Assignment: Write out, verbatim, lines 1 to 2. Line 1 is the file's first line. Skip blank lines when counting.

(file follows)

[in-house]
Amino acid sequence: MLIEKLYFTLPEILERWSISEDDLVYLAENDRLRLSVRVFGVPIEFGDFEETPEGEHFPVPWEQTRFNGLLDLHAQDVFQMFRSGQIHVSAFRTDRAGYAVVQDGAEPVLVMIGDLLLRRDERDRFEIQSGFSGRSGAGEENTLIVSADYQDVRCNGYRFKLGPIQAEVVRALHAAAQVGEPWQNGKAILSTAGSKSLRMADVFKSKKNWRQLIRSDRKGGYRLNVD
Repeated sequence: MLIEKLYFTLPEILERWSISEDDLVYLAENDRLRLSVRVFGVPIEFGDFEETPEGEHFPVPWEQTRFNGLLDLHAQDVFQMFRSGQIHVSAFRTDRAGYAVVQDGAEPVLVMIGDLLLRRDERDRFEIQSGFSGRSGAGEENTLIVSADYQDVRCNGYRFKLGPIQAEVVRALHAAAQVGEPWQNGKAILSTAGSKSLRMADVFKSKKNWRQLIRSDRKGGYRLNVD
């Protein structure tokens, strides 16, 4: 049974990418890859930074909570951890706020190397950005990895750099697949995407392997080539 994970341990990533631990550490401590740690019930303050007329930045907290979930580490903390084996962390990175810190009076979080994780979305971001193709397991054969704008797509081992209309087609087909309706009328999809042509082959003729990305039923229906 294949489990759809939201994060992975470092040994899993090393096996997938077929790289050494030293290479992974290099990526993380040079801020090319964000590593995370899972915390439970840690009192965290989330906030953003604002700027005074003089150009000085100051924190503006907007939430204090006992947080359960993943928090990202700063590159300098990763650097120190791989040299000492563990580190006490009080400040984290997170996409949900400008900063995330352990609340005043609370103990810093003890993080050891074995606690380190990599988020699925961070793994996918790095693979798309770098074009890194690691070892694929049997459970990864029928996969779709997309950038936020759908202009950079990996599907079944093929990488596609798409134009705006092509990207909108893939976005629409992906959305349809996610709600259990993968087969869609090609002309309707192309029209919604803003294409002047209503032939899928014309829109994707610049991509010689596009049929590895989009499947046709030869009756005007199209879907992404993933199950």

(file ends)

[in-house]
Amino acid sequence: MLIEKLYFTLPEILERWSISEDDLVYLAENDRLRLSVRVFGVPIEFGDFEETPEGEHFPVPWEQTRFNGLLDLHAQDVFQMFRSGQIHVSAFRTDRAGYAVVQDGAEPVLVMIGDLLLRRDERDRFEIQSGFSGRSGAGEENTLIVSADYQDVRCNGYRFKLGPIQAEVVRALHAAAQVGEPWQNGKAILSTAGSKSLRMADVFKSKKNWRQLIRSDRKGGYRLNVD